I specifically chose the Multicultural Center to film here because this was a safe place and a welcoming place. A place where I could connect with other students of color. A place where we could have forums and discussions about different things that affected us on campus. It is really nice to be back in this center and I’m glad to see that it is still welcoming and a safe place for students of color here today. I was raised, my parents taught me to give back to the community that you live in and that gives so much to you and I. that’s how I feel about Appalachian. Whether it’s my time, talent or treasure, I want current Mountaineers and future Mountaineers to have even better opportunities that I had when I was here. Being this year’s recipient of the Young Alumni Award means so much because this university means so much to me. I am thankful to the Alumni Council for the honor. I thank my parents for instilling in me the want to give back and how important it is to give back to a place that has given me so much. I’m happy to serve. I don’t do it for the recognition, but this is definitely an honor.
Jim Deal: I’m standing in front of Chapell Wilson Hall and Chapell Wilson Hall was where I started high school in 1963. This spot is special for me for many reasons. I walked to school, the elementary school was on the other side of Chapell Wilson Hall where the parking garage is now for the library, and I walked to school and I walked back from school. I walked back behind the dorms, going down the street. I grew up on this campus almost. It was just part of my community, it is part of who I am. My experiences here, when I say Appalachian is part of my DNA, it is part of my DNA. It is part of who I’ve been since I was 8 years old. My mother was a graduate of Appalachian, three of her sisters were graduates of Appalachian, two of her brothers were graduates of Appalachain, my sister is a graduate of Appalachian, I met my wife at Appalachian. She is a graduate and she also has her master’s from here. Two of my children are graduates of Appalachian. The opportunity to go here in a community we grew up in at a university that we loved and has provided so many opportunities to us. It’s hard to express what that means. Appalachian provided me with a quality education, prepared me for the next step in my life and I made so many friends who I treasure today. Appalachian is a family. Appalachian has been a family since 1899.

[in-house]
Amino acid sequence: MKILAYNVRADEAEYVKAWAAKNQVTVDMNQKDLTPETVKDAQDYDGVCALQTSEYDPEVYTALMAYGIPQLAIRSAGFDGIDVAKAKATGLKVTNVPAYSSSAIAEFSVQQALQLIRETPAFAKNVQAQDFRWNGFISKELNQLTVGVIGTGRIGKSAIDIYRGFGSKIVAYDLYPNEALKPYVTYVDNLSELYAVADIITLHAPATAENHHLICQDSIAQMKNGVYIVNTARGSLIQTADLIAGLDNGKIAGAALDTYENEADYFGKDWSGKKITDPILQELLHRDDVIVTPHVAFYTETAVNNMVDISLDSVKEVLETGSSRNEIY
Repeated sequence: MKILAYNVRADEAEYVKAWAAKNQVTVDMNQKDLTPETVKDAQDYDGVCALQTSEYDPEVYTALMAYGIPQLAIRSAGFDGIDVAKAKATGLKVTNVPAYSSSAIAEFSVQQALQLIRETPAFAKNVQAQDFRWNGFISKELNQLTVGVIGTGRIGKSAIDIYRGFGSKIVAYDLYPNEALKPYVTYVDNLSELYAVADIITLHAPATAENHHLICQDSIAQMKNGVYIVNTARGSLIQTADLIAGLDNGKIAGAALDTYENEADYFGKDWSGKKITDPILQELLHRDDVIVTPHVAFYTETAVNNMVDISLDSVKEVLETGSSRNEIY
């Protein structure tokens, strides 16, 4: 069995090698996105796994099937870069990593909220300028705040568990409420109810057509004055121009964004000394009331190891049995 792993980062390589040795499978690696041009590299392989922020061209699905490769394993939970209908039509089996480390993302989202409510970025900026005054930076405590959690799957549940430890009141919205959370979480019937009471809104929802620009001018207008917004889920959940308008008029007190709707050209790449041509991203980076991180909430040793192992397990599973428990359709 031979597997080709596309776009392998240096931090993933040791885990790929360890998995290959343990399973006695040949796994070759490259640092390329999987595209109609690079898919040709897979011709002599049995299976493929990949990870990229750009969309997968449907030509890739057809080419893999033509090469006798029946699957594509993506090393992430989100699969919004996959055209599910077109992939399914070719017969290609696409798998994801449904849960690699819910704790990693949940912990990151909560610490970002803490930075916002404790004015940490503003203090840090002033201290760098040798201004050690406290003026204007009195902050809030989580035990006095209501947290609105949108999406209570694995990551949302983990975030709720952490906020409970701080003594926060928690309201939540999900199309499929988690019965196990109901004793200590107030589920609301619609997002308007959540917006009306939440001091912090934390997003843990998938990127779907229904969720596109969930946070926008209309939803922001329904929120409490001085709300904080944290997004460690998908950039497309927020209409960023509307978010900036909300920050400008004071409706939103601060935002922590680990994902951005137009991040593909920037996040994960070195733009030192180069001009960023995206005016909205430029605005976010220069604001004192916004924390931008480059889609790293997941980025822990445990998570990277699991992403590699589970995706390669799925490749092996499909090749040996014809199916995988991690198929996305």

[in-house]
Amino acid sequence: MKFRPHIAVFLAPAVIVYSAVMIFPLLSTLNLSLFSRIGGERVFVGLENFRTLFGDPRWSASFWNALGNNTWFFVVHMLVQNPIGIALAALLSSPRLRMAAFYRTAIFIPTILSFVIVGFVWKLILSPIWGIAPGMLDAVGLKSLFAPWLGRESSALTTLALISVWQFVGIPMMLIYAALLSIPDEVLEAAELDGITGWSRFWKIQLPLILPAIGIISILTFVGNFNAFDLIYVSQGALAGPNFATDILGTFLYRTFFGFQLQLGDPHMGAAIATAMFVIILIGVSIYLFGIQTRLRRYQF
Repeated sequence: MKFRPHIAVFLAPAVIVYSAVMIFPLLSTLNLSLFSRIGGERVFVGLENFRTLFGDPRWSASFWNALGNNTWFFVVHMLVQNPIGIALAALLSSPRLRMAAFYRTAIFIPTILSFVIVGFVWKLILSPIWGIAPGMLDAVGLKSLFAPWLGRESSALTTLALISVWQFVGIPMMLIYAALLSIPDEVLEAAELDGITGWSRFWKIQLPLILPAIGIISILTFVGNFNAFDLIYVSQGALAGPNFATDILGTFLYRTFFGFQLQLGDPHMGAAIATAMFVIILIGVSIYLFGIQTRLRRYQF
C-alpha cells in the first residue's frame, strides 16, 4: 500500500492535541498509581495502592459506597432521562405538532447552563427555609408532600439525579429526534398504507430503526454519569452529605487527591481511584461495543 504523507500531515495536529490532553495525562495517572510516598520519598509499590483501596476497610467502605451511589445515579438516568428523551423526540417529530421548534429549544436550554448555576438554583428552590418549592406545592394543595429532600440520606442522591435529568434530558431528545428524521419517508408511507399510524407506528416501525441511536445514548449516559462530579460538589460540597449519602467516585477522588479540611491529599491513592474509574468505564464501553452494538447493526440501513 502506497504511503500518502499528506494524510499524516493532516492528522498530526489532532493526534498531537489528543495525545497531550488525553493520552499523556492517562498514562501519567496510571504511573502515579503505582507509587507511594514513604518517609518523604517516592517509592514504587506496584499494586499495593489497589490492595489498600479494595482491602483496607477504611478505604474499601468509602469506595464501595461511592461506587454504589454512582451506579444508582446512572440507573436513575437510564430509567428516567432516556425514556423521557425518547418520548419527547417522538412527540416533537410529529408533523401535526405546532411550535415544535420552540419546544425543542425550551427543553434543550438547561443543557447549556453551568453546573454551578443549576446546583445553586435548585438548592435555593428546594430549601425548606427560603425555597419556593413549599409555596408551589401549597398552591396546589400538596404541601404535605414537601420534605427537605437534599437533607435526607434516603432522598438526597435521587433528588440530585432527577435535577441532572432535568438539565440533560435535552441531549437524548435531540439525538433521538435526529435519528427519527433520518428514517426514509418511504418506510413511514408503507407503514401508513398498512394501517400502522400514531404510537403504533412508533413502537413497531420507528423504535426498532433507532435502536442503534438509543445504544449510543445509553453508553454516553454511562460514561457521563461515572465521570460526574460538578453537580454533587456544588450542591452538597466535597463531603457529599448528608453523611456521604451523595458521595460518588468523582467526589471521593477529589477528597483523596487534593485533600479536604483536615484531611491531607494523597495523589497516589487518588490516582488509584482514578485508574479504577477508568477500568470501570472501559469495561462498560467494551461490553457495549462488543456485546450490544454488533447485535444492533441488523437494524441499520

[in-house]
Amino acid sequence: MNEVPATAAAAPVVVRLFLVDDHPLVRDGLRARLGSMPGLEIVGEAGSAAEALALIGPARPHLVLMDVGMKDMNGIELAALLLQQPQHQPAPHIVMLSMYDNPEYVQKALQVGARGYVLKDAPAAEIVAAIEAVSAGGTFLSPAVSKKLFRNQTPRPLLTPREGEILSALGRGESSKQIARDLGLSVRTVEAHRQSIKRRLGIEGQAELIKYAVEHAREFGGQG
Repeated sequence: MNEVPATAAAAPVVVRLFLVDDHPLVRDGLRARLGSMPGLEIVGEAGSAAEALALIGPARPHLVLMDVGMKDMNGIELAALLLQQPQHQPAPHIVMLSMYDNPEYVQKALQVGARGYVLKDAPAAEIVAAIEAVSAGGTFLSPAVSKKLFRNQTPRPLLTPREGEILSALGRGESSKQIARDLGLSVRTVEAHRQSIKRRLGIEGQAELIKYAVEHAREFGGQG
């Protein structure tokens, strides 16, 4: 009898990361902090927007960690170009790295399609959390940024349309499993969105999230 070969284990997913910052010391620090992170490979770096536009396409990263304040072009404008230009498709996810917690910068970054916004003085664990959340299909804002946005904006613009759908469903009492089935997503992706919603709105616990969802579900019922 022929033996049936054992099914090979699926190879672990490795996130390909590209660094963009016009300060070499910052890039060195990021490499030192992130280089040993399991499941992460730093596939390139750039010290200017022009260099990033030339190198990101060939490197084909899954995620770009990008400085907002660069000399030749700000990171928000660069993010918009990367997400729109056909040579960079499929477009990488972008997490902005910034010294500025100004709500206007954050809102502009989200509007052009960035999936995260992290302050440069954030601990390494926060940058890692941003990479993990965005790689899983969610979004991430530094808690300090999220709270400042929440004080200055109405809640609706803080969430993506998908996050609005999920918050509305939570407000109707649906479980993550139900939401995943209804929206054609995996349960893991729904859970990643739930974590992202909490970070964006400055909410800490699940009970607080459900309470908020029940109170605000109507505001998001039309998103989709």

I think the motto that the Dougherty brothers had when they founded this university was to make this area of the state better. I got a quality education at Appalachian. I have an obligation. You know one of my favorite verses in the Bible, I’m going to paraphrase it a little bit, but it says “to those whom that much has been given, much is expected.” Well, when you come to Appalachian, much is given to you and as a result of that much is expected of you. So the blessings I have received from Appalachian far outweigh what little that I have done for Appalachian. I appreciate the opportunity to serve. I appreciate the opportunity to try to enhance the student learning experience and to try and make this a better place for our people to work. I am fortunate enough to work with a lot of people who have done that far more than I ever will or ever have.
It’s hard to describe what the Distinguished Alumni Award means to me. The fact that I received this award this year, I can’t really express very well in words. It’s one of those things that I usually am really good at, talking. I’ve made a living talking. But this is one of those things that when I think about meeting my wife, think about my mother coming to school here, think about six children in her family coming to school here. I think about my grandfather playing cards with Dr. Dougherty. Dan’l Boone Inn was my grandfather’s home, he was a country doctor, and he and Dr. Dougherty were great friends. I am trying to think now what he would say with his grandson standing here on Appalachian’s campus and receiving this award. I think he would be proud of what Appalachian is, proud of what Appalachian has become and I think he would be proud of what Appalachian’s future is. And I’m so blessed and this is just another one of the blessing that I have been fortunate enough to receive.